Lead TSA Officer Donna Rice was in doubt, and just as she was trained to do, she used her network at Chattanooga Metropolitan Airport (CHA). This time the issue wasn’t a passenger or a prohibited item.
“I mean, there's always doubt when you deal with cancer,” said Rice about her January 2022 triple negative invasive ductal carcinoma diagnosis – a fast-growing, aggressive breast cancer.
But just like on the checkpoint, Rice’s team had her back.
“We called it ‘girl power,’” Rice said of the unyielding emotional support she received from the entire CHA team. “The men reacted similar to the women. It was nice to have sisters and brothers who were supportive. We all still wear the pink ribbons.”
The ribbons remain a visible symbol of the tenacity with which Rice met her diagnosis and the collaborative and sustained help by her support circle, including her TSA colleagues.
“Because they’re my family, right?” Rice said.
She framed the sentence not so much as a question, but rather as a solid affirmation of the truth.
Rice initially did what anybody would do after hearing the diagnosis from her doctors; She cried. Tears clouded her conversations with her TSA family, so she texted the news to some folks.
“When Donna sent me a message that she had been diagnosed with breast cancer, the news brought back memories and emotions from my experience with my mother who battled cancer for 10 years,” said CHA Supervisory TSA Officer Rhonda Spurgin. “I knew Donna’s journey was not going to be an easy one, but I knew she would not have to fight it alone.”
And she didn’t. Rice quickly found her resolve, stiffened her upper lip and leaned on her family when the going got tough.
“It's kind of a lonely battle,” Rice said of her chemotherapy, surgeries, radiation and immunotherapy. “I was alone when going through those steps and there were days when I was too tired to fight, but I knew without a doubt my TSA warriors were putting it out in the universe for me to get better.”
“I wanted to keep her laughing because laughing is great for the soul,” said Officer Crystal Stallion. “I sent her funny TikTok videos and called and texted her just to let her know that I was thinking about her. One of my texts read, ‘She’s Superwoman!!! You heard what I said!!!’ I made sure I let her know how strong she is and that I love her.”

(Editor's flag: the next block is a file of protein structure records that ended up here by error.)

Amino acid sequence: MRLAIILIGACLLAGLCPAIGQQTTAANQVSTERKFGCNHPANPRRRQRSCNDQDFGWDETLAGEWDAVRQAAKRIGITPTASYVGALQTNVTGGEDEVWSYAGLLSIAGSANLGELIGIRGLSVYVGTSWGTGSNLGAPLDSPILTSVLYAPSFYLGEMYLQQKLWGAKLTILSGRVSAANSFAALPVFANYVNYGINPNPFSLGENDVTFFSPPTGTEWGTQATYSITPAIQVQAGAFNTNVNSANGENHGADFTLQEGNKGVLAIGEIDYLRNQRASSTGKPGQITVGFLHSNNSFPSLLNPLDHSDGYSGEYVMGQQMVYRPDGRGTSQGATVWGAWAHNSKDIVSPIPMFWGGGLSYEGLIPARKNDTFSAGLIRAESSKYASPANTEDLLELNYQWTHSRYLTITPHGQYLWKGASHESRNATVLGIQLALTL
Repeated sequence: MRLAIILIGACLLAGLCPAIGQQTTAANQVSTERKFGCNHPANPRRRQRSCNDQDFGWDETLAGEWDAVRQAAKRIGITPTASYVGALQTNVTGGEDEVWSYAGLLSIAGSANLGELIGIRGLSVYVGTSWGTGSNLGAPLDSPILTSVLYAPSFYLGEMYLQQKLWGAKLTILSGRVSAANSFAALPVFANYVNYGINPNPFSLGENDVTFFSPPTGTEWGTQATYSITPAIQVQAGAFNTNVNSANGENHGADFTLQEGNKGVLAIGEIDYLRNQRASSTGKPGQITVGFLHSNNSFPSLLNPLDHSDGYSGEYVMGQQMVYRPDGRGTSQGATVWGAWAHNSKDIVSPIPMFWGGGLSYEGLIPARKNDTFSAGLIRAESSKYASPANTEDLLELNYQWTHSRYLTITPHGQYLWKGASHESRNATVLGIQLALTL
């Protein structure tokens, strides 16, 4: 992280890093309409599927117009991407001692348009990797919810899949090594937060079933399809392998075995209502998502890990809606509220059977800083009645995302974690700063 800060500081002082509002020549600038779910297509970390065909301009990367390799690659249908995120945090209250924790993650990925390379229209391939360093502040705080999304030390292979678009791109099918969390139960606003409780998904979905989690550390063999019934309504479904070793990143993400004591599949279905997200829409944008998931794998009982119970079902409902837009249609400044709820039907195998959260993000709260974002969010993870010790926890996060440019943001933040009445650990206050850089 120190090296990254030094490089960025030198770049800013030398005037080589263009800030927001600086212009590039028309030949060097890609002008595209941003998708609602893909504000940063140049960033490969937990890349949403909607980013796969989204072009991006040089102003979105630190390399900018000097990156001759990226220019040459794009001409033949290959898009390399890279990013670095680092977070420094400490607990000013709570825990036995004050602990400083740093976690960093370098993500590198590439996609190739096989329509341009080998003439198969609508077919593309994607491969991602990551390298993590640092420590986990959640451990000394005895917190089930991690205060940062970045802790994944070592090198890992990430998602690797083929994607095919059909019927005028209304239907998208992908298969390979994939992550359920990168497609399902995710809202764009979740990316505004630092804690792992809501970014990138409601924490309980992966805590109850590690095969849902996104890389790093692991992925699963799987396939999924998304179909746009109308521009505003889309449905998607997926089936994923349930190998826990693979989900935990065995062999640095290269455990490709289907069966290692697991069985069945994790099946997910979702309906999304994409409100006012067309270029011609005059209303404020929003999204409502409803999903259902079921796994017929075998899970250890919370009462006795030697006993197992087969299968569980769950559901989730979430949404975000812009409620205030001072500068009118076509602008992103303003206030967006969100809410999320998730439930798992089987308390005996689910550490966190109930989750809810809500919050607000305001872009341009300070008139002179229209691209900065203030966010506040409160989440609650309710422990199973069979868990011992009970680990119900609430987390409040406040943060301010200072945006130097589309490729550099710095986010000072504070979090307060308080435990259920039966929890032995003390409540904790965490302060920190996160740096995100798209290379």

Rice was stunned by the surprise girl power luncheon thrown for her by her TSA family before her surgery and overwhelmed by gifts including a customized blanket with each of their names written on it, words of encouragement and donations of leave.
“So much of it is fought here,” Rice said as she pointed to her head. “I couldn't have made it if I hadn't had their support. The first few weeks of recovery (after surgery) were harder than expected. It was the first time I had a visual of the damage the cancer had done to my body. It was emotionally tough to see the physical changes.
“I got texts every single day from my TSA family. It's almost like they had coordinated when to send me texts. Every day that I was out for almost seven weeks I got a text or a message, either funny or letting me know they were just thinking about me. Even my husband got texts because they knew he was having a hard time.”
These days, Rice can proudly wear another ribbon, the purple one signifying she is a cancer survivor. Statistics from the National Cancer Institute report that as of January 2022, it is estimated that there are 18.1 million cancer survivors in the United States. Rice is happy to join that number and to be back in uniform, having fun doing what she loves.
“For April Fool’s, I brought in a bunch of wigs from home that my aunt had given me, and I used when my hair fell out. When the supervisors came in for the briefing, we were all wearing blond wigs. It’s good to be normal again.”
June is National Cancer Survivor’s Month and like cancer survivors before her, Rice echoes a common refrain of solidarity when asked why she wanted to share such a personal story.
“I hope my story will help somebody else feel like they can survive cancer. If I can do it, or if I can help someone else get through it, then you can as well. No one battles cancer alone.”
Editor’s Note: Tuesday, Lead TSA Officer Rice successfully completed phase 2 surgery, her final procedure for reconstruction and port removal. She’s assured her TSA family will be sending her good and positive thoughts during her month-long recovery.
By Karen Robicheaux, TSA Strategic Communications & Public Affairs